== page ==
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Academic Literacy and Engineering Education: Development through Cornerstone Design

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2011 ASEE Annual Conference & Exposition


Vancouver, BC

Publication Date

June 26, 2011

Start Date

June 26, 2011

End Date

June 29, 2011



Conference Session

Design Communications & Cognition II

Tagged Division

Design in Engineering Education

Page Count


Page Numbers

22.130.1 - 22.130.18



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Paper Authors


Brian Bielenberg Petroleum Institute Orcid 16x16

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Dr. Brian Bielenberg is Head of the Center for Excellence in Learning and Teaching at the Petroleum Institute in the United Arab Emirates, where he also teaches introductory multi-disciplinary engineering design courses.

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Academic Literacy: What Is It? And Why Should Design Course Faculty Care?Traditional views of literacy argued that student acquisition of the “technologies” of reading andwriting were causally responsible for cognitive and developmental benefits that couldsubsequently be transferred to other educational tasks (Goody, 1987, 1999; Havelock, 1986;Olson, 1994). This “autonomous” model has gradually given way to a more “social” model ofliteracy that takes into account the context in which a literacy practice occurs, and the effects thatsetting may have on how literacy is conceived and enacted (Multimedia Education Group, 2008;Gee, 1990; Street, 1984, 1995, 1997). One of these new literacies, Academic Literacy, indicatesfluency not only in reading and writing, but also in the particular ways of thinking, doing, andbeing that are peculiar to academic contexts such as undergraduate engineering education. Thisview of literacy also includes the use of technology and the ability to think both critically andcreatively as part of its definition. Academic Literacy and its applications within teaching andlearning environments are thus quite relevant when discussing how best to developundergraduate engineers through the design experience. This presentation reports on the resultsof an ethnographic study of a sophomore level engineering design course. The research focusedon identifying aspects of academic literacy occurring in the design course, how instructors andstudents experienced academic literacy, and how instructors facilitated student access to theknowledge, skills, and dispositions necessary for success with academic literacy in the context ofengineering design. The ethnographic component was extended through corpus analysis oftextual materials used in the course in order to determine Academic English particular to thedesign course under study. The presentation will conclude with an examination of the impact ofexplicit discussions about Academic Literacy in a design course on student learning as assessedthrough student assignments as well as feedback during end of the course focus groups. Overall,it was seen that an increased focus on Academic Literacy in a multi-disciplinary design courseprovided students with a better understanding of what is expected of them as emerging engineersand enabled them to think more creatively and critically about the design projects presented,abilities and knowledge that will guide them to becoming successful engineers in a rapidlyevolving, highly globalized world.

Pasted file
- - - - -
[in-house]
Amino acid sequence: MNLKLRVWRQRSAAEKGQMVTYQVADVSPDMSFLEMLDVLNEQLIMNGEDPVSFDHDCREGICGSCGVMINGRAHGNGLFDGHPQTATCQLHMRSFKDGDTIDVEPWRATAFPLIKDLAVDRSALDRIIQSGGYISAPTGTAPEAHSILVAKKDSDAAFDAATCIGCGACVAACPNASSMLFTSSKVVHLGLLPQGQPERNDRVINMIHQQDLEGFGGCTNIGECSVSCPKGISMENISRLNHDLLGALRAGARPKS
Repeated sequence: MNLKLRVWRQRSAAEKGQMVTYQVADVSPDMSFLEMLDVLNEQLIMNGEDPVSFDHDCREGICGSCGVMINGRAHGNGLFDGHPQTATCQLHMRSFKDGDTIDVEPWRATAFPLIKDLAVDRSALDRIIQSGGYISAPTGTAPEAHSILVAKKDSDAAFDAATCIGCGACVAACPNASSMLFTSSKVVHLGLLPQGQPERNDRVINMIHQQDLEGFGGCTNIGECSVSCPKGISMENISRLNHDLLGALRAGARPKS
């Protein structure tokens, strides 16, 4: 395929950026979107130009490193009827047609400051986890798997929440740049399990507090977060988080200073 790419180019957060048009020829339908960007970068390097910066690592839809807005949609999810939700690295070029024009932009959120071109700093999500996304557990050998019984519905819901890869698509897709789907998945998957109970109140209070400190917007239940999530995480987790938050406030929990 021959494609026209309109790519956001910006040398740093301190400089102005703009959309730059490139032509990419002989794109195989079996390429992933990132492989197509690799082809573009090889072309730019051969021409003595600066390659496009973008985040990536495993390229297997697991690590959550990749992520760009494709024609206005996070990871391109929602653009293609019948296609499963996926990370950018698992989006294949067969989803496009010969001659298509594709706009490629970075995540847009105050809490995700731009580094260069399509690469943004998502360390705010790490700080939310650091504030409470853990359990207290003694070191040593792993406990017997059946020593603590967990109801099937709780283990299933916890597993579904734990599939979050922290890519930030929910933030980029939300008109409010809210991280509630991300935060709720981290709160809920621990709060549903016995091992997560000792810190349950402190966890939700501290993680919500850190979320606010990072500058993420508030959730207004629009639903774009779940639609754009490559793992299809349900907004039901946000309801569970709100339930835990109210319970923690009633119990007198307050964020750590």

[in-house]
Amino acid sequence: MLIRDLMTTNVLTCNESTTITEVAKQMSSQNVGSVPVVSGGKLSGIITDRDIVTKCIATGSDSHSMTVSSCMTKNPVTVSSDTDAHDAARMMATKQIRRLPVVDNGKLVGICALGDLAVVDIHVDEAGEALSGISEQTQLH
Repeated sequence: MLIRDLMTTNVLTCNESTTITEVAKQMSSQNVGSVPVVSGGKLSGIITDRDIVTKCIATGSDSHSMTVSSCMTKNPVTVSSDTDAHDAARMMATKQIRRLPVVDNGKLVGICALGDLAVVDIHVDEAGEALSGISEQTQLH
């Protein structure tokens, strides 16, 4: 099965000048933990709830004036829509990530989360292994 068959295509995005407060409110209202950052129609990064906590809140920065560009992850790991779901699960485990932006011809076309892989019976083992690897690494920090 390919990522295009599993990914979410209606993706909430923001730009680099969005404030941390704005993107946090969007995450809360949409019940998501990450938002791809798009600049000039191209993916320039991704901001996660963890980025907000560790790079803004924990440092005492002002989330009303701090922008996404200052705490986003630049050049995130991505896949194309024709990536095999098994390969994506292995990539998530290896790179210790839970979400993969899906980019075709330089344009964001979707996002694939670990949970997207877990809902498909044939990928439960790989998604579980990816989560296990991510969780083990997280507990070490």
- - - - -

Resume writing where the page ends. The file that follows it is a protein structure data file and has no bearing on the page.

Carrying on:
Bielenberg, B. (2011, June), Academic Literacy and Engineering Education: Development through Cornerstone Design Paper presented at 2011 ASEE Annual Conference & Exposition, Vancouver, BC. 10.18260/1-2--17411

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